Reaction to the suit has been curiously mixed. The AMI and R-CALF issued predictable statements. The National Cattlemens Beef Association, which came down solidly against Creekstones position in 2004, hasnt commented so far. Stewart suspects the organizations membership may be shifting.
With the cattle production cycle on the upswing, their members will need access to Asian markets to be profitable next year, he said. Testing every animal will help reopen those markets. I know quite a few packers, some much larger than us, would like to start a testing program, too.
He thinks regaining lost markets might take a lot longer than many expect. The longer were out of Japan, the longer it will take to get back to where we were three or four years ago, said Stewart. Australian beef might be priced a little high but theyve served the market well. The Japanese appreciate that.
It could take years to win back the market. Creekstone has a brand awareness in the Japanese market that should help us but others will have a problem.
Creekstone also announced an initiative to begin marketing more beef to the European Union raising this question: Was putting a greater emphasis on the E.U. market designed to offset the continued and maybe long term loss of Japanese sales?
When asked the question, Stewart responded by saying, Part of our overall business model is to have a world wide presence. The Europeans dont have corn-fed beef and only two U.S. plants have approval documentation. Theres a big, underserved demand and were in a good position to supply it.
I have no personal experience.
I don't know, I have more faith in Consumer Reports than I do the agriculture dept. I think the beef industry continued strength is due mainly because of the testing that's being done.
Is it the testing itself, or the advertising of the tested beef as tested, that is banned? If the cattle farms test but do not tell anybody about it, they might as well have not tested at all for all the good it does them in the market.
It's the testing itself. The ban is based on a 1913 law that has been contorted by the USDA to cover this case:
Mad cow testing dispute featuressome crazy bureaucratic logic
Last Updated: May 8, 2006, 05:00:10 AM PDT
A ranching and meat-processing company in Kansas wants to test all its cattle for mad cow disease at its own expense.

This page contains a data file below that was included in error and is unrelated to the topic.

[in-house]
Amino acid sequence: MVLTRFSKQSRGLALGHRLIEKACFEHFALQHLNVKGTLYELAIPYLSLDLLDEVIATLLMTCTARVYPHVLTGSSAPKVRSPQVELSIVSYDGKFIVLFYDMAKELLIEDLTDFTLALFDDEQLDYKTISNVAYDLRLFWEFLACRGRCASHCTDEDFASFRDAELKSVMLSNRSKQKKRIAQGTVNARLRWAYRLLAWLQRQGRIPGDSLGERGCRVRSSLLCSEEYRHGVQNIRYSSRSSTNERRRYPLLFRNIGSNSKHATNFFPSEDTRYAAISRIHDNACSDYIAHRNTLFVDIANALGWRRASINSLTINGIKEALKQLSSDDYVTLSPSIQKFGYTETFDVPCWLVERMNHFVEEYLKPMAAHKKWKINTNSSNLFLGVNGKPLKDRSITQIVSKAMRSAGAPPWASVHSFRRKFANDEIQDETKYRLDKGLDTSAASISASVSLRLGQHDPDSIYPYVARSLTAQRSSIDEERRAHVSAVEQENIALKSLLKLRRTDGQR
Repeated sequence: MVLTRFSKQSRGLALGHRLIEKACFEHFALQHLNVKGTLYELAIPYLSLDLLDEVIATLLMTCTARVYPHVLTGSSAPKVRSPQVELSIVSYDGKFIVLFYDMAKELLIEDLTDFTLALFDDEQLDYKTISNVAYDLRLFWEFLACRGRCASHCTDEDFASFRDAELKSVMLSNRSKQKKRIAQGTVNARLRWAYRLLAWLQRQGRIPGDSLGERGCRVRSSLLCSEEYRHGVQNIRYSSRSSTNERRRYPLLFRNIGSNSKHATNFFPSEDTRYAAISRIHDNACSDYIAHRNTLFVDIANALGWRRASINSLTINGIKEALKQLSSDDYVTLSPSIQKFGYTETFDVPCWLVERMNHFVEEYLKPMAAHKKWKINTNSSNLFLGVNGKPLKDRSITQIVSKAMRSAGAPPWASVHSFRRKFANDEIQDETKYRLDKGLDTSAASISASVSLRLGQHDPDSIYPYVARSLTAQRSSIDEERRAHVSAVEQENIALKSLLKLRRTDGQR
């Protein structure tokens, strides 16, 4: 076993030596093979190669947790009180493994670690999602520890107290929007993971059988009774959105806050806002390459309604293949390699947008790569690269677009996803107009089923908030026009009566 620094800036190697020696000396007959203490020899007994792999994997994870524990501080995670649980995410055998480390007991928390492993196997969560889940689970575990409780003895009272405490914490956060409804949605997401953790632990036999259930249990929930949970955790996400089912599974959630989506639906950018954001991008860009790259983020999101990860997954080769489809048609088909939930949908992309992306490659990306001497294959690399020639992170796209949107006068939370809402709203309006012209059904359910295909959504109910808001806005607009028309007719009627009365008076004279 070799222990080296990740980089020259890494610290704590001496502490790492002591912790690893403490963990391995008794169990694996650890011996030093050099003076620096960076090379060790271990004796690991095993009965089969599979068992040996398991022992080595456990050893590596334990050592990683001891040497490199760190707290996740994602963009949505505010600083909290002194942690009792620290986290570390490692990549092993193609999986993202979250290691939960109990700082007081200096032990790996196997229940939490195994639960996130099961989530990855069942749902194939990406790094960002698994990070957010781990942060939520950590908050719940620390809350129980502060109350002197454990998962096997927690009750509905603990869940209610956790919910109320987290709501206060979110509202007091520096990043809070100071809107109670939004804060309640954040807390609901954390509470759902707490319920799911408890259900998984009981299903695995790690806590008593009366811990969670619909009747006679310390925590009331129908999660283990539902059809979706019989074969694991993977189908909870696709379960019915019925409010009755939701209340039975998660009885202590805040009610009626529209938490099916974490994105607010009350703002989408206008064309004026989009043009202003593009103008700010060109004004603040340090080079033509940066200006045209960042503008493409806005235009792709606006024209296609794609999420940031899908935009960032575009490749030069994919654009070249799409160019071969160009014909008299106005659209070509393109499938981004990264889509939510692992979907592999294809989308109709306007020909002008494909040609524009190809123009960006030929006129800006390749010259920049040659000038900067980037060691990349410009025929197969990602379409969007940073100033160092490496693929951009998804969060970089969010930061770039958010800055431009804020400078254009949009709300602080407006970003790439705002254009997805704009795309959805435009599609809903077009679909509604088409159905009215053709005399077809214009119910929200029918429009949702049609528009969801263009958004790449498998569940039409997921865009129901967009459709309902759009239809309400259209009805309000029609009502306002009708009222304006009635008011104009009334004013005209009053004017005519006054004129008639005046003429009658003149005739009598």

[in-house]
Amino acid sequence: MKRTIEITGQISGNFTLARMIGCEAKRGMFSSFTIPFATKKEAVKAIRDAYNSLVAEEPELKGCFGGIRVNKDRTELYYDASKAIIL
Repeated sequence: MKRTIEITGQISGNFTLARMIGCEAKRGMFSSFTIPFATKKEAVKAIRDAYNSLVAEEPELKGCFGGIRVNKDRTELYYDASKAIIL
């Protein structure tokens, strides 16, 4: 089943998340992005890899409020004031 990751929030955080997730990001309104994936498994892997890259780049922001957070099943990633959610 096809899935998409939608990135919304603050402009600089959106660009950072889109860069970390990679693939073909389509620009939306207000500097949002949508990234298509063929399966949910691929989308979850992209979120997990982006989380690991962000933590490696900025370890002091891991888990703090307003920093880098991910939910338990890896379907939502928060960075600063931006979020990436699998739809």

The Bush administration won't let the firm do it. Oh, but that's not all. If the company tries to buy the $20 testing kits, the feds will treat such a transaction as an illegal purchase of a controlled substance.
We wish we were making this up, but we're not. Talk about mad cow, this is crazy people. It's also an intrusive government abusing an old law.
In 1913, when cholera was decimating hog herds, scam artists were selling fake serums to farmers. Congress responded with the Viruses, Serums, Toxins, Anti-Toxins and Analogous Products Act. It gave the federal government authority to regulate diagnostic testing devices for farm animals.
The Bush administration rediscovered this law when the Kansas company, Creekstone Farms, announced plans to test its entire herd for mad cow disease. The company was willing to go far and beyond the government's test regimen to reassure its customers in places such as Japan.
Private companies make these test kits and there is nothing dangerous about them. Still, the U.S. Department of Agriculture says ranchers such as Creekstone Farms can't buy them.
Creekstone Farms is a victim of a much larger debate over the nation's limited testing of its beef supply. The USDA tests about 1 percent of the nation's beef cattle for mad cow disease. That sampling, the government and large meatpacking companies say, is plenty. Many other nations, especially those that import our beef, test a far greater percentage of their herds. Japan requires 100percent testing.
Creekstone Farms once sold its high-end Angus beef (no growth hormones, no antibiotics) to Japan. Now it can't because of this mad cow disease testing dispute between Japan and the Bush administration. Nor can Creekstone Farms voluntarily test 100percent of its cattle, because the USDA has cut off the supply of thetest kits.
In business, the customer is always right. The Bush administration is wrong to deny Creekstone's customers whether in Topeka or in Tokyo access to tested beef. So, Creekstone is suing the USDA.
The administration likes to tout "free market" solutions to big problems. Creekstone came up with a good one. It's crazy not to let the firm pursue it.
Source can be found here.
If they can't bring the test kit to the cattle, could they bring the cattle to the test kit (i.e. send blood samples to the manufacturer).
I don't know. However, I think Creekstone Farms has been very reasonable in its approach during this period (especially considering how much money it has cost this small family-owned business) so if that were seen as a possibility I think that they would have pursued that avenue.
"The USDA sees the light! Considering the Billions of pounds of beef consumed by the WORLD on a daily basis and only a handful of cases of BSE in recorded history. I can't believe a bureaucracy shows intelligence for once!"
Nothing "intelligent" about it. You need to do some more research into NAIS. :(